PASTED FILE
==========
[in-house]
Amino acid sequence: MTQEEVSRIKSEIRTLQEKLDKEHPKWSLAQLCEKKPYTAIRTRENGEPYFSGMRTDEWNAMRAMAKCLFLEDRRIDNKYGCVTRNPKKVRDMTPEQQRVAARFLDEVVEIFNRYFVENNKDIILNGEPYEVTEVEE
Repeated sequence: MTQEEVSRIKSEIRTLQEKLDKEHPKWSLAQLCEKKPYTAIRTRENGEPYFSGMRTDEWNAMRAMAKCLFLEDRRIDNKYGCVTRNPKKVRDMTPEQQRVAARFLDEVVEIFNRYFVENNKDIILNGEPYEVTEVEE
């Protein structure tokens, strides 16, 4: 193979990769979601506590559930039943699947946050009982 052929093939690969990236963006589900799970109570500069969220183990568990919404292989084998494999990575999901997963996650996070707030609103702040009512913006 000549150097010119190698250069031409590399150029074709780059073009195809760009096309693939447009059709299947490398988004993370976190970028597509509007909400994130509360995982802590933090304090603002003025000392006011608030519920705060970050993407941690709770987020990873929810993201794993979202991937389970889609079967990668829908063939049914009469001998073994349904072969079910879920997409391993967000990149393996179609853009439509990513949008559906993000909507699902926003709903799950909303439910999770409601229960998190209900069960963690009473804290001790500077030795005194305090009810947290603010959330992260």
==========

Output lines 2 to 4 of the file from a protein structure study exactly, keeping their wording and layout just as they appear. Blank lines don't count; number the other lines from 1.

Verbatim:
Amino acid sequence: MTQEEVSRIKSEIRTLQEKLDKEHPKWSLAQLCEKKPYTAIRTRENGEPYFSGMRTDEWNAMRAMAKCLFLEDRRIDNKYGCVTRNPKKVRDMTPEQQRVAARFLDEVVEIFNRYFVENNKDIILNGEPYEVTEVEE
Repeated sequence: MTQEEVSRIKSEIRTLQEKLDKEHPKWSLAQLCEKKPYTAIRTRENGEPYFSGMRTDEWNAMRAMAKCLFLEDRRIDNKYGCVTRNPKKVRDMTPEQQRVAARFLDEVVEIFNRYFVENNKDIILNGEPYEVTEVEE
């Protein structure tokens, strides 16, 4: 193979990769979601506590559930039943699947946050009982 052929093939690969990236963006589900799970109570500069969220183990568990919404292989084998494999990575999901997963996650996070707030609103702040009512913006 000549150097010119190698250069031409590399150029074709780059073009195809760009096309693939447009059709299947490398988004993370976190970028597509509007909400994130509360995982802590933090304090603002003025000392006011608030519920705060970050993407941690709770987020990873929810993201794993979202991937389970889609079967990668829908063939049914009469001998073994349904072969079910879920997409391993967000990149393996179609853009439509990513949008559906993000909507699902926003709903799950909303439910999770409601229960998190209900069960963690009473804290001790500077030795005194305090009810947290603010959330992260």